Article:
15 Thou clav'st the solid rock, and
The waters largely flow;
Again, thou mad'st through parted
Thy wand'ring people go.
16 Thine is the cheerful day, and thine
17 By thee the borders of the earth
18 Remember, Lord, how scornful foes
20 Thy ancient cov'nant, Lord, regard,
For ever praise thy name. 22 Arise, O God, in our behalf;
Thy cause and ours maintain; Remember how insulting fools
Each day thy name profane. 23 Make thou the boasting of thy foes For evermore to cease; Whose insolence, if unchastis'd,
Will more and more increase.
The bitter dregs, and be condemn'd
Exalt the just, and seat him high
Almighty there by wonders shown; His name in Jacob does excel: 2 His sanctu'ry in Salem stands; The Majesty that heaven commands, In Sion condescends to dwell.
3 He brake the bow and arrows there, The shield, and temper'd sword, and spear;
There slain the mighty army lay: 4 Whence Sion's fame through earth is spread,
Of greater glory, greater dread,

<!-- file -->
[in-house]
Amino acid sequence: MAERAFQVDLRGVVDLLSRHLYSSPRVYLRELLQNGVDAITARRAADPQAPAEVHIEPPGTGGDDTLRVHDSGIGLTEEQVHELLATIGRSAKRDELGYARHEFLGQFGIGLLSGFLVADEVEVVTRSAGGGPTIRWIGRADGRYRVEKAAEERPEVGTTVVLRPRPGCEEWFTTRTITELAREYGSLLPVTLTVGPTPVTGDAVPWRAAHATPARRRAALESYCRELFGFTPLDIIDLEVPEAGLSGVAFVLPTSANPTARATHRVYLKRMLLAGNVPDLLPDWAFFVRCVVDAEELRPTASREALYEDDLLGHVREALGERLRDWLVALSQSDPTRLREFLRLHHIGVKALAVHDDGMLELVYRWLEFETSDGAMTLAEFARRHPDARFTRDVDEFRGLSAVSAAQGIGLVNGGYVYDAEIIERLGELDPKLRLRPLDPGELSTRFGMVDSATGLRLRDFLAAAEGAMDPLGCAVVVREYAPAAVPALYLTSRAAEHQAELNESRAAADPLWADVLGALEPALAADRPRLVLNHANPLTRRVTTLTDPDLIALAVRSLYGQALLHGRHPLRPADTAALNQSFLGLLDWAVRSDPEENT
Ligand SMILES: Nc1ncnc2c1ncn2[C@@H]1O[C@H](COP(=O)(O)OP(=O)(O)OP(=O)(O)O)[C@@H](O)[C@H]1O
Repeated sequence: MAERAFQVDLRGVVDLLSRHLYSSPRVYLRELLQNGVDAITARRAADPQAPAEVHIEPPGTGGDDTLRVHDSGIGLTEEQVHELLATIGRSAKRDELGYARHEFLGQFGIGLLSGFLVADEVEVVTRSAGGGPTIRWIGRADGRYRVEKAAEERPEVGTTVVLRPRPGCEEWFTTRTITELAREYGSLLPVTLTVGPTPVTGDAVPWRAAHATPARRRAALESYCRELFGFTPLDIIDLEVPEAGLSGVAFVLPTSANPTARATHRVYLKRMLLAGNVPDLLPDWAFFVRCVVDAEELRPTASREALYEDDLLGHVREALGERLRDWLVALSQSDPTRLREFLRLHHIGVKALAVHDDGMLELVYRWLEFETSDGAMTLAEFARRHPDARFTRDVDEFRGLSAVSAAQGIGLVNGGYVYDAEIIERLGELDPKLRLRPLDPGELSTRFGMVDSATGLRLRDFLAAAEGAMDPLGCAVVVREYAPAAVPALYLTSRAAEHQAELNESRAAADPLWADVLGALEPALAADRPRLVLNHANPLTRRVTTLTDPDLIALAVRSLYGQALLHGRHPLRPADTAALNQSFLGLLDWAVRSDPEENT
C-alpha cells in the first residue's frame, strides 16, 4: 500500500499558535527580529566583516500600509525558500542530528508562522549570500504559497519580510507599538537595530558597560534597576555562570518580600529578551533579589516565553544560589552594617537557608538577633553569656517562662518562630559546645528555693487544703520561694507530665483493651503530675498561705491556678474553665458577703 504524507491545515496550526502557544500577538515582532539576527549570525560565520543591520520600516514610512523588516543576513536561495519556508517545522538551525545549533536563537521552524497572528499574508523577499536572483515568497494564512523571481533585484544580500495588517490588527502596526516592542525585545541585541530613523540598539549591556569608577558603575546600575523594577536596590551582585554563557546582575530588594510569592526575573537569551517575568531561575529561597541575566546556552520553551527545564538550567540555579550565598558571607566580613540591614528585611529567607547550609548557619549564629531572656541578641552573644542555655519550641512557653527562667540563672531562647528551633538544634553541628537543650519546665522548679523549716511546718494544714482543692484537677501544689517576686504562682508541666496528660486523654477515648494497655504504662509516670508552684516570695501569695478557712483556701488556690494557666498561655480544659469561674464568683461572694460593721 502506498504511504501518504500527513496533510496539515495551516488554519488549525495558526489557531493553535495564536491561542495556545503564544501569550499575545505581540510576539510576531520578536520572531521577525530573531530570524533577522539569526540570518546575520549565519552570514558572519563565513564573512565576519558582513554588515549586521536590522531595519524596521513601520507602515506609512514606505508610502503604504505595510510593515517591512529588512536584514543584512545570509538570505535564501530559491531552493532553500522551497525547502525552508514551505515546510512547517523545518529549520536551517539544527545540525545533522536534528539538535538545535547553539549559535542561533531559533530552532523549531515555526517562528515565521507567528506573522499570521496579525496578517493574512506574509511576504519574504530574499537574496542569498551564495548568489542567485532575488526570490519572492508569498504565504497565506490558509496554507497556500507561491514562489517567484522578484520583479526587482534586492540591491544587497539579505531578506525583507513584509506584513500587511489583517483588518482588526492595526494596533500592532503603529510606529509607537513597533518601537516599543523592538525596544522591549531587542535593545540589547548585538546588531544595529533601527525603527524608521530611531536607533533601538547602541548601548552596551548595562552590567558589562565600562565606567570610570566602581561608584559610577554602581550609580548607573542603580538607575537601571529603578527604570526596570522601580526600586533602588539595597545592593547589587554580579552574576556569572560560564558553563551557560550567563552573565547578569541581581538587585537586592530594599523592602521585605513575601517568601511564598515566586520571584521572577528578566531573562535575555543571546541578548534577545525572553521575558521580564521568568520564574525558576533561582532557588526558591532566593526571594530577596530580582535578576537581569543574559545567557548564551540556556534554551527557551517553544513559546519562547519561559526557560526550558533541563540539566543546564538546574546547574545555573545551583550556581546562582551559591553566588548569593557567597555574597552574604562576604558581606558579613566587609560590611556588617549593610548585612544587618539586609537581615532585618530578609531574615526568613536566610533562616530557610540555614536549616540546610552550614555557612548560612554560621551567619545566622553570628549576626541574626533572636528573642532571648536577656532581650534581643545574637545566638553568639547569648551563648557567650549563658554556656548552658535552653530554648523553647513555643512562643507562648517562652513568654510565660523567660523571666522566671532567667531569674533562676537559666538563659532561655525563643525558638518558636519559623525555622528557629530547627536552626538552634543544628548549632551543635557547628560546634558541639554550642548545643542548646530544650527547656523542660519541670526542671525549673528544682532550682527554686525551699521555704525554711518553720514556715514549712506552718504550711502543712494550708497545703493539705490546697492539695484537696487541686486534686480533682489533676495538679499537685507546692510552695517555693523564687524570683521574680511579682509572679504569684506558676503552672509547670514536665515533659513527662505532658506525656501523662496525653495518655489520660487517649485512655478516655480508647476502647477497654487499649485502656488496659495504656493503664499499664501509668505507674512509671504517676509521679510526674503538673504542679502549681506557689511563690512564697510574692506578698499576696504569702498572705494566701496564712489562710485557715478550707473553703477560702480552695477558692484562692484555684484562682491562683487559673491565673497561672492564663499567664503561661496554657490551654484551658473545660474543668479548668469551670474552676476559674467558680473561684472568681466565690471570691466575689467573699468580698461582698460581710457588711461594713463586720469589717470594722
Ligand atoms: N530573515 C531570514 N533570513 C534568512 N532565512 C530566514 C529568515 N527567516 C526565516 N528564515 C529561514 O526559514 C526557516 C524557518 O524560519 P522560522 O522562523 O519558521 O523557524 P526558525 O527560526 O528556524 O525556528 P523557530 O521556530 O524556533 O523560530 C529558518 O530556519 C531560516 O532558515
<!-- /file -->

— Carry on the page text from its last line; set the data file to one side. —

5 Their valiant chiefs, who came for spoil, Themselves met there a shameful foil: Securely down to sleep they lay; But wak'd no more, their stoutest band Ne'er lifted one resisting hand
'Gainst his, that did their legions slay. 6 When Jacob's God began to frown, Both horse and charioteers, o'erthrown Together slept in endless night: 7 When thou, whom earth and heaven
Dost once with wrathful look appear, What mortal power can stand thy sight?
8 Pronounc'd from heaven, earth heard its doom,
All night my fest'ring wound did run;
I call'd to mind the days of old,
6 By night I recollect my songs,
Withdrawn his favours quite? 8 Are both his mercy and his truth Retired to endless night?
9 Can his long practised love forget Its wonted aids to bring?
Has he in wrath shut up and seal'd
11 I'll call to mind his works of old,
12 On them my heart shall meditate, My tongue shall them recite.
13 Safe lodg'd from human search on high,
O God, thy counsels are! Who is so great a God as ours? Who can with him compare? 14 Long since a God of wonders thee Thy rescu'd people found; 15 Long since hast thou thy chosen seed With strong deliverance crown'd. 16 When thee, O God, the waters saw, The frighted billows shrunk; The troubled depths themselves for fear Beneath their channels sunk. 17 The clouds pour'd down, while rending skies
Did with their noise conspire;. Thy arrows all abroad were sent, Wing'd with avenging fire.
18 Heaven with thy thunder's voice was
Thy wondrous passage, where no sight
20 Thon lead'st hy people like a flock